Finally the Federal Circuit vacated the finding that Myco was likely to succeed on the merits, finding several lapses in the district court’s efforts at claim construction.

The Federal Circuit concluded:

Speech is not to be enjoined lightly. Here, there is not even a finding, let alone a finding supported by evidence and a correct view of the law, that the speech restrained was either false or misleading. The district court abused its discretion when it granted a preliminary injunction en-joining BlephEx from making allegations of patent infringement without a finding of bad faith and with no adequate basis to conclude that allegations of patent infringement would be false or misleading.

Leap Patents

Even though 2020 is a leap year, there will be no leap patents this year because patents only issue on Tuesdays, and February 29 is a Saturday. The last leap patent issued February 29, 2000, and our next opportunity for a leap patent will not occur until February 29, 2028.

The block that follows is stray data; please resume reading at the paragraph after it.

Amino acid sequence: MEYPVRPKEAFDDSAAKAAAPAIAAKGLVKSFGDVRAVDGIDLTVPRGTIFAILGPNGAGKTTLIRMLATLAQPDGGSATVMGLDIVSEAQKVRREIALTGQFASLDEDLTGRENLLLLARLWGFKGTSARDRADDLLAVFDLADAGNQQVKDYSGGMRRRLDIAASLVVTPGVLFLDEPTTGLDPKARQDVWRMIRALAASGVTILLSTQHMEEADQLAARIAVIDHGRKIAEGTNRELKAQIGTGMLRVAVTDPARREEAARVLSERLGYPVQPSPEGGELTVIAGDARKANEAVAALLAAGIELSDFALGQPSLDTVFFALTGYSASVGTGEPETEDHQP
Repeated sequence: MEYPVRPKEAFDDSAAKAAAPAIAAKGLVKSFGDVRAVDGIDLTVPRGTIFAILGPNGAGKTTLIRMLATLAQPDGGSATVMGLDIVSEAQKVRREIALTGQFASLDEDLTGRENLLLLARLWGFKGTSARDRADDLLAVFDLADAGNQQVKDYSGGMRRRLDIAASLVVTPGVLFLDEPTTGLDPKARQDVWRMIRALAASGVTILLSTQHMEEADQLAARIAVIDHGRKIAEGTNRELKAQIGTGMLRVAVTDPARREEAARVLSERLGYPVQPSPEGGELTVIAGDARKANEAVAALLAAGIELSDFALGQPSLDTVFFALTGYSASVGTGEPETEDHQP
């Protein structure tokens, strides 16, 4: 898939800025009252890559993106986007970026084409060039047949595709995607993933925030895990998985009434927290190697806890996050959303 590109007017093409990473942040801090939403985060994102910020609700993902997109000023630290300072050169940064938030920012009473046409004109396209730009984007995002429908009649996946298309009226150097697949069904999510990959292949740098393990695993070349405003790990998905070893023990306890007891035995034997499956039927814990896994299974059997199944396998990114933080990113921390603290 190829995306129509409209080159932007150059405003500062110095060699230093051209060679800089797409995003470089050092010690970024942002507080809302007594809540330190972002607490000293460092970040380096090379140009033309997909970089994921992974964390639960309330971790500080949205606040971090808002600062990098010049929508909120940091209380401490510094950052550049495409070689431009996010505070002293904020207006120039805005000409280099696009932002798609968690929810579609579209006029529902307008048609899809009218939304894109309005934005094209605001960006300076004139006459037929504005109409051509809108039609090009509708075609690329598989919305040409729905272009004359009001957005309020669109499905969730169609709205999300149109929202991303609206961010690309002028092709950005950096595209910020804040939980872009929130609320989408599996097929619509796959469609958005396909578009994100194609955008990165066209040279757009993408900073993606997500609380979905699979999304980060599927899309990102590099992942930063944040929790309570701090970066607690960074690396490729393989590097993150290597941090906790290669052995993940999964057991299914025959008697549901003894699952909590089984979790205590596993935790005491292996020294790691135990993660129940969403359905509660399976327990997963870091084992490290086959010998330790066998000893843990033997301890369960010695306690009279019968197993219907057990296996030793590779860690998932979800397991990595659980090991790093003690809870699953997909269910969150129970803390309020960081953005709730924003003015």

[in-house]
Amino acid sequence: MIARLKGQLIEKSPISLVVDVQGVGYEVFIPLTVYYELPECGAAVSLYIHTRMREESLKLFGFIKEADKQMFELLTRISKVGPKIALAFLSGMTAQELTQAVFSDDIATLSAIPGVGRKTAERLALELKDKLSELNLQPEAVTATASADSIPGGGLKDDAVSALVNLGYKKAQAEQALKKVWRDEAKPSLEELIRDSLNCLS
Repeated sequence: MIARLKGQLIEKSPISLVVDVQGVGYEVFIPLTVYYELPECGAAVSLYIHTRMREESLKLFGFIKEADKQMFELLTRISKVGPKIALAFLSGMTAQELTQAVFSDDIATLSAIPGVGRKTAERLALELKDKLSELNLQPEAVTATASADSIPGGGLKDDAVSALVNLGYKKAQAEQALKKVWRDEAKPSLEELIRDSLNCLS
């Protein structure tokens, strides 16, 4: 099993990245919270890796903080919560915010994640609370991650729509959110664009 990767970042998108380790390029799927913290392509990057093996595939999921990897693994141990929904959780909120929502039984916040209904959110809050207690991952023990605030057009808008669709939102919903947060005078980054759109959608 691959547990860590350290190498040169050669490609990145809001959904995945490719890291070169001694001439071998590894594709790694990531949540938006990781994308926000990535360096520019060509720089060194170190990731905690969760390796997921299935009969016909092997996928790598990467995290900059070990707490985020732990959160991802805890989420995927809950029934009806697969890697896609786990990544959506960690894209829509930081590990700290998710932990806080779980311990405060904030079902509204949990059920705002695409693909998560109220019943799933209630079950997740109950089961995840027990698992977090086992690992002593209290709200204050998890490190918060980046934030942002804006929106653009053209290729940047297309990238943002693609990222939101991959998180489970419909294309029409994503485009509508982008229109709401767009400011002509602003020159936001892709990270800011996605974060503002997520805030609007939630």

U.S. Patent No. 6,029,269, the last leap patent to issue, covered a Ballistic-Resistant Helmet and method for Producing the Same.

Leap patents also issued in 1972, 1944, 1916, and 1876.

You Mess with Me, you Mess with my Whole [Patent] Family

In Cheetah Omni LLC v. AT&T Services, Inc., [2019-1264] (February 6, 2020) the Federal Circuit affirmed the dismissal of claims for infringement of U.S. Patent No. 7,522,836.

AT&T (and its supplier Ciena) moved for summary judgment that Cheetah’s infringement claim was barred by agreements settling previous litigation between Cheetah and Ciena involving U.S. Patent No. 7,339,714 the patent-in-suit’s “Aunt”.

To dispose of the previous litigation, Cheetah granted to Ciena “a perpetual, irrevocable, worldwide, non-exclusive, fully paid-up license under the Licensed Patents to make, have made (directly or indirectly and solely for Ciena or its Affiliates), use, offer to sell, sell, and import and export the Licensed Products.” “Licensed Patents” were defined as:

(i) the Patents-in-Suit, and (ii) all parents, provisionals, substitutes, renewals, continuations, continuations-in-part, divisionals, foreign counterparts, reissues, oppositions, continued examinations, reexaminations, and extensions of the Patents-in-Suit owned by, filed by, assigned to or otherwise controlled by or enforceable by Cheetah or any of its Affiliates or its or their respective successors in interest at any time as of, prior to, on or after the Effective Date, whether filed before, on or after the Effective Date.